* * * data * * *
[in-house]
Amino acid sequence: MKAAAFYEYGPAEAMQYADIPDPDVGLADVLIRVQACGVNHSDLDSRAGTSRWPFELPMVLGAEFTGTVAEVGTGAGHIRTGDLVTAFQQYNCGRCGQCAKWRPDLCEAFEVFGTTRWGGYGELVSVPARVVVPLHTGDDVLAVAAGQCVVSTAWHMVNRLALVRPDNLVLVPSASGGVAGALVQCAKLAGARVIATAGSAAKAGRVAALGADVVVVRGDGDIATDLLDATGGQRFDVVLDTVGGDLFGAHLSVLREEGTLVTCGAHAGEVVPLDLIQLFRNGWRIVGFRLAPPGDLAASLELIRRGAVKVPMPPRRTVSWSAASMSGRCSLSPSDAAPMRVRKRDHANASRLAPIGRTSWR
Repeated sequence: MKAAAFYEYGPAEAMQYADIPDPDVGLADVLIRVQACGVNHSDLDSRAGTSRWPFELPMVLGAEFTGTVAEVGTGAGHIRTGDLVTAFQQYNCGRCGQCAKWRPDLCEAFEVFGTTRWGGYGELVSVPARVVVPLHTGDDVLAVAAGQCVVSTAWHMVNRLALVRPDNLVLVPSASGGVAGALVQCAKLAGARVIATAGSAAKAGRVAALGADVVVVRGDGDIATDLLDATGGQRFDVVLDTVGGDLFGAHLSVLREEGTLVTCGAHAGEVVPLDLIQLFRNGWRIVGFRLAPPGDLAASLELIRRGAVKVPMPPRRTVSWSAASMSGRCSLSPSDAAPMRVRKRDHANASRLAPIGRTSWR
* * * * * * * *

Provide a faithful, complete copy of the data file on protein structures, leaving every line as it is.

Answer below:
[in-house]
Amino acid sequence: MKAAAFYEYGPAEAMQYADIPDPDVGLADVLIRVQACGVNHSDLDSRAGTSRWPFELPMVLGAEFTGTVAEVGTGAGHIRTGDLVTAFQQYNCGRCGQCAKWRPDLCEAFEVFGTTRWGGYGELVSVPARVVVPLHTGDDVLAVAAGQCVVSTAWHMVNRLALVRPDNLVLVPSASGGVAGALVQCAKLAGARVIATAGSAAKAGRVAALGADVVVVRGDGDIATDLLDATGGQRFDVVLDTVGGDLFGAHLSVLREEGTLVTCGAHAGEVVPLDLIQLFRNGWRIVGFRLAPPGDLAASLELIRRGAVKVPMPPRRTVSWSAASMSGRCSLSPSDAAPMRVRKRDHANASRLAPIGRTSWR
Repeated sequence: MKAAAFYEYGPAEAMQYADIPDPDVGLADVLIRVQACGVNHSDLDSRAGTSRWPFELPMVLGAEFTGTVAEVGTGAGHIRTGDLVTAFQQYNCGRCGQCAKWRPDLCEAFEVFGTTRWGGYGELVSVPARVVVPLHTGDDVLAVAAGQCVVSTAWHMVNRLALVRPDNLVLVPSASGGVAGALVQCAKLAGARVIATAGSAAKAGRVAALGADVVVVRGDGDIATDLLDATGGQRFDVVLDTVGGDLFGAHLSVLREEGTLVTCGAHAGEVVPLDLIQLFRNGWRIVGFRLAPPGDLAASLELIRRGAVKVPMPPRRTVSWSAASMSGRCSLSPSDAAPMRVRKRDHANASRLAPIGRTSWR